Dropbox has over 300 million users, and while the company has made serious efforts to increase the level of security and make their service more corporate friendly, the fact remains that security continues to be an issue.
If your business is considering adopting Dropbox for offsite file sharing and storage, thoroughly assess these risks first:
- Dropbox puts your sensitive information at risk. When sharing files or a folder through Dropbox, the link generated is a public URL that anyone can use. Even if you share the link privately, that person might forward it, may have little or no security on their email, or may simply be unaware of the risk. The link generated is not encrypted or protected in any way.
- Dropbox offers no retention of historical data. After 30 days, deleted files, any revision history, and other oft-needed data is deleted from Dropbox. For many businesses, especially ones that must follow specific rules for financial reporting, this lack of retention can put the business at risk of being out of compliance.
- Dropbox lacks encryption strength. Dropbox drops the ball on security when it comes to encryption, which is one of the most essential safeguards against hacking and security breaches. Dropbox does not provide a method for users to encrypt their own data.
- Dropbox deduplication technology is invasive. In an effort to reduce storage costs, Dropbox employs deduplication technology that recognizes if you’re uploading something someone else already uploaded, but the technology puts your operation at risk. Deduplication saves Dropbox money and you time, but the cost is too high.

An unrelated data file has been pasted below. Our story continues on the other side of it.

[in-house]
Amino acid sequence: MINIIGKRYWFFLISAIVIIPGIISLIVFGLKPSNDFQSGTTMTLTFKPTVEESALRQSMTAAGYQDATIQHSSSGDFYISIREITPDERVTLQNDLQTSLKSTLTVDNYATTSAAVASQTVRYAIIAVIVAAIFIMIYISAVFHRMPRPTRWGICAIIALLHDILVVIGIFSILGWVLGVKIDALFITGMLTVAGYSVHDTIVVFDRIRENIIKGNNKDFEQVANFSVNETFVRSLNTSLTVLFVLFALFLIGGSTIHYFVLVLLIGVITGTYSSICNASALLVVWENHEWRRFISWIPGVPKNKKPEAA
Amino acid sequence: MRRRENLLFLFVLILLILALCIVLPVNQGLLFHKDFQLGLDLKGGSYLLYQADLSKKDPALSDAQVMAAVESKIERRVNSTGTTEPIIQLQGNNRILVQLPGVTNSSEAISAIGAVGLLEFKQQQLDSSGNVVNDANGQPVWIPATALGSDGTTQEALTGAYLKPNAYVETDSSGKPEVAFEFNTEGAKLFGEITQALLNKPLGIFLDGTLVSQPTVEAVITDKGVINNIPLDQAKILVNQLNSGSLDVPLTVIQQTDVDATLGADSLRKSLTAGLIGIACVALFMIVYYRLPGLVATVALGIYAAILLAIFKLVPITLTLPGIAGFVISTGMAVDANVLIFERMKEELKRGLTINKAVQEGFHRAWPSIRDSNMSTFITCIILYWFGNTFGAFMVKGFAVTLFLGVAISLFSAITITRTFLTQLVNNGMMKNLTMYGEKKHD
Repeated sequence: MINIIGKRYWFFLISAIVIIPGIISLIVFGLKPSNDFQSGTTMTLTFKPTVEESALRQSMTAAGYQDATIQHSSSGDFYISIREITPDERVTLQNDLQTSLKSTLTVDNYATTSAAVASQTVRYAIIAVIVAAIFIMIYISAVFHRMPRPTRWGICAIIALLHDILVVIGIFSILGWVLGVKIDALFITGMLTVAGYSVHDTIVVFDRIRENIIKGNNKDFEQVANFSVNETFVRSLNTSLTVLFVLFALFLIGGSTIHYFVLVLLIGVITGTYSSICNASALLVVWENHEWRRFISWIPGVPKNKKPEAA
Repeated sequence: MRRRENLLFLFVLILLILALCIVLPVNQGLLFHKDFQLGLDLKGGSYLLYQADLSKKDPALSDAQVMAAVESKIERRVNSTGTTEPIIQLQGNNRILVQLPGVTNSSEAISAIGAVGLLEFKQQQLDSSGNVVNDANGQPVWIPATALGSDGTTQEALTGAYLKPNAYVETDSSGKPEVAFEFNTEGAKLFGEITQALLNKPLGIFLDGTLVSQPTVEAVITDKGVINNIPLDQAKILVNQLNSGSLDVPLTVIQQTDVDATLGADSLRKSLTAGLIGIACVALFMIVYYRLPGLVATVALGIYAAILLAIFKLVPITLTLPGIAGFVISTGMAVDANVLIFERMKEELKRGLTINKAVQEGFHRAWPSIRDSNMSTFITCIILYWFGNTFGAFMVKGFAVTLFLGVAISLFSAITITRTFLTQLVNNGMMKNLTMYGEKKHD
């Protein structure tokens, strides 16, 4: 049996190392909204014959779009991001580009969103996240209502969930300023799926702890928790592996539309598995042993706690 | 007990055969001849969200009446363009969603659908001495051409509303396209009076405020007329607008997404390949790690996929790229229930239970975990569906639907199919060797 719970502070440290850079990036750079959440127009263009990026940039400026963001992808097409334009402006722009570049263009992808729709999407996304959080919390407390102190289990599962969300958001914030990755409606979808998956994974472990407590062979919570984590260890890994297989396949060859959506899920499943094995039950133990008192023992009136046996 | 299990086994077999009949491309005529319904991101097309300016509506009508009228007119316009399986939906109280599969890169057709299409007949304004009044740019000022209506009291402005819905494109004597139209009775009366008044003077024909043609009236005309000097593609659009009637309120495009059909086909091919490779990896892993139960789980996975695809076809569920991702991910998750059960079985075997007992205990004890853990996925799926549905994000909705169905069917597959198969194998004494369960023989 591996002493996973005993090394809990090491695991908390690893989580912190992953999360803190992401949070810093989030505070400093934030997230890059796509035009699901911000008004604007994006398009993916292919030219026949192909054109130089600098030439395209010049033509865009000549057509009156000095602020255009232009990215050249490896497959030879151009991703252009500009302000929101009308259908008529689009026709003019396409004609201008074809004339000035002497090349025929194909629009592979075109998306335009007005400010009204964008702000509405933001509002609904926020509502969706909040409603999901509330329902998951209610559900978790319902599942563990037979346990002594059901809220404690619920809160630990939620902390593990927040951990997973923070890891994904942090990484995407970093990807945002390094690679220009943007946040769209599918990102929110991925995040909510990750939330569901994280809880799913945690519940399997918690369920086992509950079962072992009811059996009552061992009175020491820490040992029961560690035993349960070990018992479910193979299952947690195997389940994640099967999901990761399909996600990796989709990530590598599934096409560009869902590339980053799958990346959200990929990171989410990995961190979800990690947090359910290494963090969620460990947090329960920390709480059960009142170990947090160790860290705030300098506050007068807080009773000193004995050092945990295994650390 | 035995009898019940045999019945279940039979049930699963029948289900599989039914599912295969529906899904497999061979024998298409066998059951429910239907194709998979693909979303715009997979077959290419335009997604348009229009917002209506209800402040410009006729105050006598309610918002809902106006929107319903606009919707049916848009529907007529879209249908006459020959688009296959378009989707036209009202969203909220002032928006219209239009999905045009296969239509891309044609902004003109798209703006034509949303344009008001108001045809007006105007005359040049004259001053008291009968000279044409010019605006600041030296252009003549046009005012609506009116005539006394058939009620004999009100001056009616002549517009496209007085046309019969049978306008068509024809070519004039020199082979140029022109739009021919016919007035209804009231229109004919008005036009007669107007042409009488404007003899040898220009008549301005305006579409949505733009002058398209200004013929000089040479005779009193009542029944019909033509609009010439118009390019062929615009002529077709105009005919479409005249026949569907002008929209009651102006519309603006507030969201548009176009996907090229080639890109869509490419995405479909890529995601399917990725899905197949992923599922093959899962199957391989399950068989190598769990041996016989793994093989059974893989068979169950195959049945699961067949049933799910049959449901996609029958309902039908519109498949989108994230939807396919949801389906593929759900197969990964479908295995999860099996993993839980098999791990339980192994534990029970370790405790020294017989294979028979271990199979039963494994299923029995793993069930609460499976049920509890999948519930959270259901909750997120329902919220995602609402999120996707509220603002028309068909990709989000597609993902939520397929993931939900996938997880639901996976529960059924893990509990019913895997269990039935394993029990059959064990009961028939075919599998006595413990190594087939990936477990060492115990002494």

- Dropbox may not be there if you need them. Dropbox does not offer live support, and the company has a history of security breaches, including one in 2012 that exposed Dropbox employee accounts and gave hackers access to customer email addresses, and another in 2014 in which a Dropbox outage caused errors in syncing.
At thinkCSC, we help businesses ensure they have the highest protection against security risks inside and outside of the company. One of the easiest ways to improve your security is to switch from consumer-grade storage services to enterprise-grade solutions. That’s why we’ve partnered with Anchor to provide SyncedTool.
One of the primary benefits of SyncedTool is that if you do have a functionality issue, you can call thinkCSC. A stranger isn’t hosting your data anymore, a neighbor is. Other offsite data hosting services may be free, but in the end, you get what you pay for. SyncedTool is an investment worth considering, empowering your teams to better collaborate without sacrificing security and compliance. When choosing between Dropbox and SyncedTool, there is only one choice.